Boys And Their Toys

The World’s Biggest Gun
100

Nuclear bombs are undeniably terrifying. However, it would
certainly be fun to have a few to just play around with.

What would you do if you suddenly found yourself with a big pile of nuclear weapons and a little free time? I would assert the answer to this hypothetical question is determined by your genome. If you are a woman, you would stack them neatly in a safe place, ensure that they are appropriately secured, and then go forth to do something constructive like raise children or cure cancer. If you are a guy, however, I bet you’d call your buddies to come over and start figuring out ways to seriously blow some stuff up.

I freely admit that I would likely put my most substantial example on the top of a big, honking rocket and shoot it into the moon just to see what it would look like. Don’t judge. If you’ve never thought of that yourself, you are currently imagining it now. Everybody on the planet (well, the half of them facing the moon) would come out to watch. I’d likely scheme it all out to explode on July 4th so the entire world could join me in celebrating America, but that’s just me.

Back in 1957, a group of rambunctious American males found themselves in a very similar situation. Nobody really understood nuclear weapons very well, so these guys took a whole bunch of them out into the Nevada desert for a big, sparkly play date. They called their undertaking Operation Plumbbob.

Details

These fun-loving kids touched off 29 different bombs under some of the most imaginative of circumstances. In one case, they blew up 1,200 pigs. The stated aim of this test was to determine the physiological effects of a nuclear blast on mammalian physiology. My suspicion, however, is that they were simply on a quest to invent the world’s spiciest pre-cooked bacon.

Back then, Uncle Sam used nukes for all kinds of stuff. Nuclear depth charges, atomic torpedoes and fission-based air-to-air missiles were all maintained in the military inventory. In the only live shot of a nuclear-tipped AIR-2A Genie rocket, an F-89J Scorpion jet fighter unleashed one of these puppies out over the Yucca Flats test site. The weapon detonated at around 20,000 feet. Just to show the world that nukes were not so scary after all, five Air Force officers and a motion picture cameraman all volunteered to stand underneath ground zero for a photo op. Amazingly, they all lived at least another 40 years.

These fun-loving scamps touched off these bombs on towers, underneath balloons, on the desert surface and underground. They were detonating nuclear weapons every few days. My favorite of the lot, however, was code-named Pascal.

That’s a Big Freaking Gun

I’ve done a fair amount of reading about Pascal, and I still fail to grasp the point. Pascal was actually three bombs, designated A, B and C.

For starters, they bore a 500-foot hole straight down into the earth. They then arranged a 64.6-pound low-yield plutonium-based fission bomb at the bottom. This was a tiny weapon, measuring only 11.75×15 inches. It was charged with PBX 9401 and 9404 explosives and was designed simply to fizzle. However, in their enthusiasm, somebody missed a decimal point or two. The first bomb produced a nominal yield equivalent to about 55 tons of TNT.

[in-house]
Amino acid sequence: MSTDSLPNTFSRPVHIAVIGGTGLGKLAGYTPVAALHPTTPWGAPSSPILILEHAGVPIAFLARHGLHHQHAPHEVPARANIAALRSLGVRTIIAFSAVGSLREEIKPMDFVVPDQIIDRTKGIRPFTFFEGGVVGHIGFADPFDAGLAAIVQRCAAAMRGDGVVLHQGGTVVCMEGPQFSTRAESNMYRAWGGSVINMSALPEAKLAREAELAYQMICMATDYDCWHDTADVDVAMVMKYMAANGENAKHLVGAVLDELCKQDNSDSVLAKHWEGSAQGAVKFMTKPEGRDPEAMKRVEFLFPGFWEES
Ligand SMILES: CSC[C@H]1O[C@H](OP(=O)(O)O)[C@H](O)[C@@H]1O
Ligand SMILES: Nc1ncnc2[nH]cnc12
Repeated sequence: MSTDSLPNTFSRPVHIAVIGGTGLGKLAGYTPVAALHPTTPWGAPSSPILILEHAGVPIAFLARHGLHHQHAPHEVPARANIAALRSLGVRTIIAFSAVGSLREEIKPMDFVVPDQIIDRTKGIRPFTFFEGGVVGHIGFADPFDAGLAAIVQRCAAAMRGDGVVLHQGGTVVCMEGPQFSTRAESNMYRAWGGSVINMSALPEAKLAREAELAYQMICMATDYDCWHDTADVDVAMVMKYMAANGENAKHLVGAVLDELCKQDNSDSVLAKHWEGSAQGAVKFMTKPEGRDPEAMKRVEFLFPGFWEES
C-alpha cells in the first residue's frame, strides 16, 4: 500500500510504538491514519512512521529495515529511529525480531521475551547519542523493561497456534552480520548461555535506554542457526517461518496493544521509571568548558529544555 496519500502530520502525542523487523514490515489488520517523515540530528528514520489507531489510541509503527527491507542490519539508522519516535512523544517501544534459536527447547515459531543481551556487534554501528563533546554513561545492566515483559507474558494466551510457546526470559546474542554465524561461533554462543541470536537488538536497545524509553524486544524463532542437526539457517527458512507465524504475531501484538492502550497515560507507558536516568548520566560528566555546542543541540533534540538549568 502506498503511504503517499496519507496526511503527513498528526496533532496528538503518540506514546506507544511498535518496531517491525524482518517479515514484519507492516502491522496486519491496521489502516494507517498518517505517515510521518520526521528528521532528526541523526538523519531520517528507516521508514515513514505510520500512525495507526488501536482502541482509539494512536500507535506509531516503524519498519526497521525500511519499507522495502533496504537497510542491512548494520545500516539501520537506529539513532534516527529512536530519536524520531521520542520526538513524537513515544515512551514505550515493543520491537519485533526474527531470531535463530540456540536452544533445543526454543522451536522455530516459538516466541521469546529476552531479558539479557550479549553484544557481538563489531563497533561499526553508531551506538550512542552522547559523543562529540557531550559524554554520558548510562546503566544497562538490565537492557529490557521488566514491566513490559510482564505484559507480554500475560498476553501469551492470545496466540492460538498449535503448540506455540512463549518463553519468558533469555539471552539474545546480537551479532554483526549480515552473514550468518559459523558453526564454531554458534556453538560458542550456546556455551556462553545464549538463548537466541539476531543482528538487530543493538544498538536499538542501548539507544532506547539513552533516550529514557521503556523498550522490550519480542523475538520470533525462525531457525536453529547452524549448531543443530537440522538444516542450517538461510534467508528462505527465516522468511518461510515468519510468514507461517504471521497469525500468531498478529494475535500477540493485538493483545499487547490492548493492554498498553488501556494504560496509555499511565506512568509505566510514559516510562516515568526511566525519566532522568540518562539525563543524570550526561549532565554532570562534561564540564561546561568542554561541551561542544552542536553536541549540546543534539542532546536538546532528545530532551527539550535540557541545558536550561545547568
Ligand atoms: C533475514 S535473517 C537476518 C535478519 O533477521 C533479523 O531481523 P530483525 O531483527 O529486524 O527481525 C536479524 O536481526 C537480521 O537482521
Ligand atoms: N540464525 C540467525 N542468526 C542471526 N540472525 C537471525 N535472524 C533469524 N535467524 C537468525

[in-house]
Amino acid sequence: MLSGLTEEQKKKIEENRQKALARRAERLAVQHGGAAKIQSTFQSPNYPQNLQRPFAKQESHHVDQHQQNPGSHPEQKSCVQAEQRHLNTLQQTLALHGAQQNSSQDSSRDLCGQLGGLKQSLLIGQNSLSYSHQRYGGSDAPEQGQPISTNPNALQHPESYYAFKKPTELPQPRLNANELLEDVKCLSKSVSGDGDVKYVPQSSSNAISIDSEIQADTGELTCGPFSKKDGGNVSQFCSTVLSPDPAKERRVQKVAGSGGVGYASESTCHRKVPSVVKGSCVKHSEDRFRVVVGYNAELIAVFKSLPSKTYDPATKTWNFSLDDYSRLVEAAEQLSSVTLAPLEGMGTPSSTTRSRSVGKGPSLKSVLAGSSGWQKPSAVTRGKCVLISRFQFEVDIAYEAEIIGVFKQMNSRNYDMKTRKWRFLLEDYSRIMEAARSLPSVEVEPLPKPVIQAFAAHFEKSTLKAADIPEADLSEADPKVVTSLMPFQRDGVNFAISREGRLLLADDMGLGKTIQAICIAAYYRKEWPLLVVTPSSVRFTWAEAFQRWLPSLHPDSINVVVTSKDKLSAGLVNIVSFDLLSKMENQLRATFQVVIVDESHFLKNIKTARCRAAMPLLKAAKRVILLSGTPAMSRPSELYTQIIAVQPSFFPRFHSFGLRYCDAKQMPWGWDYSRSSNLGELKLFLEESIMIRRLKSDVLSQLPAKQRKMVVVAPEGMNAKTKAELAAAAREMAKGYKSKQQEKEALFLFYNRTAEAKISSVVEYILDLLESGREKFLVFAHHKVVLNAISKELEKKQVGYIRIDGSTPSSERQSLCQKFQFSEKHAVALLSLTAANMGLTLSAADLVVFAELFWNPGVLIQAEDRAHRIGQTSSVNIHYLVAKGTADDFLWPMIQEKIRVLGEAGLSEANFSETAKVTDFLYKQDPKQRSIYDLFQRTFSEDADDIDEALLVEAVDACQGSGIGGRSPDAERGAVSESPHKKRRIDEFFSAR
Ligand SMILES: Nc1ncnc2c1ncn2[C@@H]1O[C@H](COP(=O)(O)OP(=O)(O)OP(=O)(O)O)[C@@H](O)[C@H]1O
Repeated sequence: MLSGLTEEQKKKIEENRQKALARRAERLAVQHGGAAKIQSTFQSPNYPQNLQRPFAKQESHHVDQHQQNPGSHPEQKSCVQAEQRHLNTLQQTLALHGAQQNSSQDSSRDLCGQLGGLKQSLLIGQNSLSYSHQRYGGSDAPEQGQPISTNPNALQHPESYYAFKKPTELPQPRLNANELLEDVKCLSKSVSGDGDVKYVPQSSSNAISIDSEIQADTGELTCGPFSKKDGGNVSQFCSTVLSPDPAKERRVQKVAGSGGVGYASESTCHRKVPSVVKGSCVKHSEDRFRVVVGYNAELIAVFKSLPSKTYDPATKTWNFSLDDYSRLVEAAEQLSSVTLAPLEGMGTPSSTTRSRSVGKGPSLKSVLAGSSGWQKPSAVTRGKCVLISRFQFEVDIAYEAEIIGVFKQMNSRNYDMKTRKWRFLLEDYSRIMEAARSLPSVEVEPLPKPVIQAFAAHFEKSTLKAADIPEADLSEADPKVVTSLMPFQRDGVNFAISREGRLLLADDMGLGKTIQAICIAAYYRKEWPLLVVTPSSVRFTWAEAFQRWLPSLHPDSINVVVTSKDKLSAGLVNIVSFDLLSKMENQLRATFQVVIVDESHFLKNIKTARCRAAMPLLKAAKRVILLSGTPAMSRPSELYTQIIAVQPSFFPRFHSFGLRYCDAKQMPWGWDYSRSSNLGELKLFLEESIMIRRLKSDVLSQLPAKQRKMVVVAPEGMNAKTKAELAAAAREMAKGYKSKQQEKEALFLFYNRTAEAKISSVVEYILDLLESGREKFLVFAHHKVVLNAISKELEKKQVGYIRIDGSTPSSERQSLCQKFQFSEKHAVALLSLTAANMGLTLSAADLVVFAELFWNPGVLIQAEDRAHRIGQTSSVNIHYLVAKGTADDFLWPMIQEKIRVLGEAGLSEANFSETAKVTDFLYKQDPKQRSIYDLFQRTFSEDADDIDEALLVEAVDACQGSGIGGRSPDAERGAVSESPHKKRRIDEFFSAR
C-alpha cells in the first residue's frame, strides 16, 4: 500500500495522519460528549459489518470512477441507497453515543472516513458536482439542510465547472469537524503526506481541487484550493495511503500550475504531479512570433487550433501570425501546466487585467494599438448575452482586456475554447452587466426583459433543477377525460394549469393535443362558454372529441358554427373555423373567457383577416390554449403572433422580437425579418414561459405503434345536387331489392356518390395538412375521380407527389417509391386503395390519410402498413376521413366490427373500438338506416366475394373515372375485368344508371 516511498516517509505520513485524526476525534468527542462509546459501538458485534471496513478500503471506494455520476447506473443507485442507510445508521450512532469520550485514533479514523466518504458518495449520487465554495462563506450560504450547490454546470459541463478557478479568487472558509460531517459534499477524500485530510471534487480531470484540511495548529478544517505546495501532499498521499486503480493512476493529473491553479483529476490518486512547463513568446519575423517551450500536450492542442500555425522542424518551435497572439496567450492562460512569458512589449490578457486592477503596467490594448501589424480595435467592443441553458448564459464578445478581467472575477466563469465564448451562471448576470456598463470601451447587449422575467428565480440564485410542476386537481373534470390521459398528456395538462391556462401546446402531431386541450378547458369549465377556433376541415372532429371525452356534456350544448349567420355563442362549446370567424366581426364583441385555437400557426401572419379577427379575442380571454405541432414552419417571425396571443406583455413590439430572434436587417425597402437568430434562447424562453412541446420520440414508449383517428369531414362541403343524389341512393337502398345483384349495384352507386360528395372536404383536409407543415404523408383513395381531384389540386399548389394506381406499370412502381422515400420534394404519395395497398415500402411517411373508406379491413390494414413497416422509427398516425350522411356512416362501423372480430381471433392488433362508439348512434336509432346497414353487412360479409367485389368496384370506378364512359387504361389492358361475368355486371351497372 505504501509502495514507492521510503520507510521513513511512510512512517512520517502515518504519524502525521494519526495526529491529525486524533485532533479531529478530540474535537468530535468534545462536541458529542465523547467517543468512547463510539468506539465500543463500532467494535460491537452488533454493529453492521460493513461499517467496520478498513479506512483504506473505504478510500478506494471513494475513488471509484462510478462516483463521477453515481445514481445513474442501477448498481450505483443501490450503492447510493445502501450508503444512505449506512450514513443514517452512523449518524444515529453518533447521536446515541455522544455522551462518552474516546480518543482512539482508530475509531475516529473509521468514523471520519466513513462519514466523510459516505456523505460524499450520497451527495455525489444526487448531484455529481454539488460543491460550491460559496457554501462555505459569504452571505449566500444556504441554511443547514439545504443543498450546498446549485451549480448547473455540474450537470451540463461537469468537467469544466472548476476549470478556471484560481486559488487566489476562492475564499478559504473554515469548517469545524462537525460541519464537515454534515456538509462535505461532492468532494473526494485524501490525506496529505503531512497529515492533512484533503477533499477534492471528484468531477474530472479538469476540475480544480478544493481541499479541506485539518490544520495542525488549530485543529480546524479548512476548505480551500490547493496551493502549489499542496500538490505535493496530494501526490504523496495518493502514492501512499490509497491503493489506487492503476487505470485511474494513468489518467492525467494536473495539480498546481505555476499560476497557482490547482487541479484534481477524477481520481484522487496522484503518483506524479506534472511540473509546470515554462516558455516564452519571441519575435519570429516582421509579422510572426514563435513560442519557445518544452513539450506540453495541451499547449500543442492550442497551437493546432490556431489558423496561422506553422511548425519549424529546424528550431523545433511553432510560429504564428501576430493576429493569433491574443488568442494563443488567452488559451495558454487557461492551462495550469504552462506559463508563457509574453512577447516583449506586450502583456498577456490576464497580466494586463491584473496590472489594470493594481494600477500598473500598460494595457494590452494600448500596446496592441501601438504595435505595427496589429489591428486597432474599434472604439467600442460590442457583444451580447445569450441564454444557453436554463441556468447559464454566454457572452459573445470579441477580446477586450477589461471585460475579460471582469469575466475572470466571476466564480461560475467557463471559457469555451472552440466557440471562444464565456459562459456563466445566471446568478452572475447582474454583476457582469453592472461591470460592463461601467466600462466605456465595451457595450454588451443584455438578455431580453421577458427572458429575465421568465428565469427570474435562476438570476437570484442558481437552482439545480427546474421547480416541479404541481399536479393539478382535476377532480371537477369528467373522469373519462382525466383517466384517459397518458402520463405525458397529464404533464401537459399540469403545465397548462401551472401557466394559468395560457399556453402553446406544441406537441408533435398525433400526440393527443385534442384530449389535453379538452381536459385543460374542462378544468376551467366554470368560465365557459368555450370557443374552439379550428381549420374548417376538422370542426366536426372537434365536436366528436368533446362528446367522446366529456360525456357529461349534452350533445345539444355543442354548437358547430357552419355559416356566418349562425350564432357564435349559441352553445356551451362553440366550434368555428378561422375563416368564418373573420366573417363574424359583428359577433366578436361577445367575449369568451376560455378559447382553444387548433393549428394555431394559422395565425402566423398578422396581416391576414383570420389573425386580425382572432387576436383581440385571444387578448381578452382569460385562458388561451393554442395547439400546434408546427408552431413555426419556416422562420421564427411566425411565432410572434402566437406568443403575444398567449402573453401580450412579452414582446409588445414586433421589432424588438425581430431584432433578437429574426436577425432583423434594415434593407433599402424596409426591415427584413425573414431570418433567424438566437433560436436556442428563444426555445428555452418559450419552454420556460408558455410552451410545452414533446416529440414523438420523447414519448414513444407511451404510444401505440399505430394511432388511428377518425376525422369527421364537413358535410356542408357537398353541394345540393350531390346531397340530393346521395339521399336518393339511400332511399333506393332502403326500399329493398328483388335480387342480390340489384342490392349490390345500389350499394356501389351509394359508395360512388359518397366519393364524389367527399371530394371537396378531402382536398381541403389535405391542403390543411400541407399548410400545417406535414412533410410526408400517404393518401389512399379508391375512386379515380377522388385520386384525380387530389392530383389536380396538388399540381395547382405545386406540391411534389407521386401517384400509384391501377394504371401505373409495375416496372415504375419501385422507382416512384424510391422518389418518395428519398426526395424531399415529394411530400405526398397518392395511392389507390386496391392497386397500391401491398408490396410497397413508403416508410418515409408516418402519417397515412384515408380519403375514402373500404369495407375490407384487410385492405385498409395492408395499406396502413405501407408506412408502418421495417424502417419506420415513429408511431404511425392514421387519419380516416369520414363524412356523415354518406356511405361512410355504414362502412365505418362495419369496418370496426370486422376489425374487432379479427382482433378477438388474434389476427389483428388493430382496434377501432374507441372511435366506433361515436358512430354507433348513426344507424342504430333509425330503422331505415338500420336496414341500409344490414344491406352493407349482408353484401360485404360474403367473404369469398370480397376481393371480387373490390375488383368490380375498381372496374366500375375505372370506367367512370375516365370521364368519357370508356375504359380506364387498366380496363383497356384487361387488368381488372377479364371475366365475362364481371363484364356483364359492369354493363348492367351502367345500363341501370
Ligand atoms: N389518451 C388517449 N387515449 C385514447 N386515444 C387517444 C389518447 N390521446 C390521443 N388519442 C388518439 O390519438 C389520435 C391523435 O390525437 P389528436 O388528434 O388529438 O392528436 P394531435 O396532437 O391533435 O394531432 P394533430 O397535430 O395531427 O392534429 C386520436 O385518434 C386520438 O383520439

Pascal-A went off in an uncapped hole. Astrophysicist Robert Brownlee described the results thusly, “We put the bomb at the bottom of it, and we didn’t stem it. So, we fired it. Biggest damn Roman candle you ever saw! It was beautiful. Big blue glow in the sky …”

Yeah, that’s a man …

Showtime

For Pascal-B, they sealed the hole with a 2,000-pound steel cap and welded it in place. On August 27, 1957, Brownlee and Company touched this bad boy off. This bomb produced a yield of around 300 tons of TNT.

They installed high-speed cameras at the mouth of the tunnel that ran at one frame per millisecond. A typical human blink is about 100 milliseconds. Subsequent analysis captured but a single frame of the 2,000-pound steel plug as it accelerated skyward.

Brownlee said, “We did have a lid on that hole. Nobody’s seen it since. We never did find that … We never found that collimator either, and it was about five feet thick.”

This big chunk of machined steel was traveling at 150,300 miles per hour or 41.75 miles per second. That is six times the escape velocity required to put an object into orbit. Not one scrap of the plug was ever recovered.

It has been postulated that the steel muzzle plug from Pascal-B might actually have been the first manmade object launched out of the atmosphere. The first Russian Sputnik lifted off 39 days later. However, that theory is not without controversy.

Some scientists (who are likely not guys) assert that the atmospheric friction associated with such speeds might have just vaporized the big steel plug. Others and I subscribe to this school of thought myself, believe that this 4” thick steel disk is still out there orbiting Uranus someplace. Regardless, in case you were wondering what would happen if a bunch of men were entrusted with a whole pile of nuclear bombs, now you know. They would dig an enormous hole and create the largest gun in all of human history. ‘Merica …

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